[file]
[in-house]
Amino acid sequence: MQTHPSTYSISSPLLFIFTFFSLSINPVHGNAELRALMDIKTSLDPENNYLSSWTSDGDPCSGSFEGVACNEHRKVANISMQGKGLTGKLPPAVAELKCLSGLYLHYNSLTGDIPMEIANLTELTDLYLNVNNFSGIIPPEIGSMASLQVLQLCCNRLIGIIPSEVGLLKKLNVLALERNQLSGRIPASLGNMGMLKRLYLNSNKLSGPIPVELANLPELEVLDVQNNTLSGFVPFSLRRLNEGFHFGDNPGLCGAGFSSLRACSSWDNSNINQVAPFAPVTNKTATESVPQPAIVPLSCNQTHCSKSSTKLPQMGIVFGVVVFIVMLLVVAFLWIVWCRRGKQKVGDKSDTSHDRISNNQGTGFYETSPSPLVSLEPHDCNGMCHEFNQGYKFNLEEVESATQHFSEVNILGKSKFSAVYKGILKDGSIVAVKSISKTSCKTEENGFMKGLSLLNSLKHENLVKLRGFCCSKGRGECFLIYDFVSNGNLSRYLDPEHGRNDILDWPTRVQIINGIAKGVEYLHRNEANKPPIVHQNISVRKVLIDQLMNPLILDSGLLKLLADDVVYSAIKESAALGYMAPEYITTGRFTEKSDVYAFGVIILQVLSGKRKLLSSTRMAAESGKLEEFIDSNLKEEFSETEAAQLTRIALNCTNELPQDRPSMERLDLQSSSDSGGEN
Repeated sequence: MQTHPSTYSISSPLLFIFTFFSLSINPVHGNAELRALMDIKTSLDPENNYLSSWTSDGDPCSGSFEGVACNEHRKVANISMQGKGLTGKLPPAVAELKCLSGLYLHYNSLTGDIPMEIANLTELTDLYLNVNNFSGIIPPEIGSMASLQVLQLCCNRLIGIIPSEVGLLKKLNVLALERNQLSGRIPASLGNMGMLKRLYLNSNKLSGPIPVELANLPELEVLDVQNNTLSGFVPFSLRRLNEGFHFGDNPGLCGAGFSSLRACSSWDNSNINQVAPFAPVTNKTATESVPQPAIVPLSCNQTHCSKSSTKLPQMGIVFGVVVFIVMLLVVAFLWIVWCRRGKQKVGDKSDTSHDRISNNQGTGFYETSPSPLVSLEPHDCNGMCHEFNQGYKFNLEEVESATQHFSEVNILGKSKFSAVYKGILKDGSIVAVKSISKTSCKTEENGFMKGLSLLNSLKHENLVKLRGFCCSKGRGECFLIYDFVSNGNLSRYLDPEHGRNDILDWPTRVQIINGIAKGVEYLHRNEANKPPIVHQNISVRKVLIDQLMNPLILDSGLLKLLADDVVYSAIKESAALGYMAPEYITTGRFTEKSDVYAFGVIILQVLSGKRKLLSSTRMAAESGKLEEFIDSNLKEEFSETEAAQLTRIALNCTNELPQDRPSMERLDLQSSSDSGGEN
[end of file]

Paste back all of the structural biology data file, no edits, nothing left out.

[in-house]
Amino acid sequence: MQTHPSTYSISSPLLFIFTFFSLSINPVHGNAELRALMDIKTSLDPENNYLSSWTSDGDPCSGSFEGVACNEHRKVANISMQGKGLTGKLPPAVAELKCLSGLYLHYNSLTGDIPMEIANLTELTDLYLNVNNFSGIIPPEIGSMASLQVLQLCCNRLIGIIPSEVGLLKKLNVLALERNQLSGRIPASLGNMGMLKRLYLNSNKLSGPIPVELANLPELEVLDVQNNTLSGFVPFSLRRLNEGFHFGDNPGLCGAGFSSLRACSSWDNSNINQVAPFAPVTNKTATESVPQPAIVPLSCNQTHCSKSSTKLPQMGIVFGVVVFIVMLLVVAFLWIVWCRRGKQKVGDKSDTSHDRISNNQGTGFYETSPSPLVSLEPHDCNGMCHEFNQGYKFNLEEVESATQHFSEVNILGKSKFSAVYKGILKDGSIVAVKSISKTSCKTEENGFMKGLSLLNSLKHENLVKLRGFCCSKGRGECFLIYDFVSNGNLSRYLDPEHGRNDILDWPTRVQIINGIAKGVEYLHRNEANKPPIVHQNISVRKVLIDQLMNPLILDSGLLKLLADDVVYSAIKESAALGYMAPEYITTGRFTEKSDVYAFGVIILQVLSGKRKLLSSTRMAAESGKLEEFIDSNLKEEFSETEAAQLTRIALNCTNELPQDRPSMERLDLQSSSDSGGEN
Repeated sequence: MQTHPSTYSISSPLLFIFTFFSLSINPVHGNAELRALMDIKTSLDPENNYLSSWTSDGDPCSGSFEGVACNEHRKVANISMQGKGLTGKLPPAVAELKCLSGLYLHYNSLTGDIPMEIANLTELTDLYLNVNNFSGIIPPEIGSMASLQVLQLCCNRLIGIIPSEVGLLKKLNVLALERNQLSGRIPASLGNMGMLKRLYLNSNKLSGPIPVELANLPELEVLDVQNNTLSGFVPFSLRRLNEGFHFGDNPGLCGAGFSSLRACSSWDNSNINQVAPFAPVTNKTATESVPQPAIVPLSCNQTHCSKSSTKLPQMGIVFGVVVFIVMLLVVAFLWIVWCRRGKQKVGDKSDTSHDRISNNQGTGFYETSPSPLVSLEPHDCNGMCHEFNQGYKFNLEEVESATQHFSEVNILGKSKFSAVYKGILKDGSIVAVKSISKTSCKTEENGFMKGLSLLNSLKHENLVKLRGFCCSKGRGECFLIYDFVSNGNLSRYLDPEHGRNDILDWPTRVQIINGIAKGVEYLHRNEANKPPIVHQNISVRKVLIDQLMNPLILDSGLLKLLADDVVYSAIKESAALGYMAPEYITTGRFTEKSDVYAFGVIILQVLSGKRKLLSSTRMAAESGKLEEFIDSNLKEEFSETEAAQLTRIALNCTNELPQDRPSMERLDLQSSSDSGGEN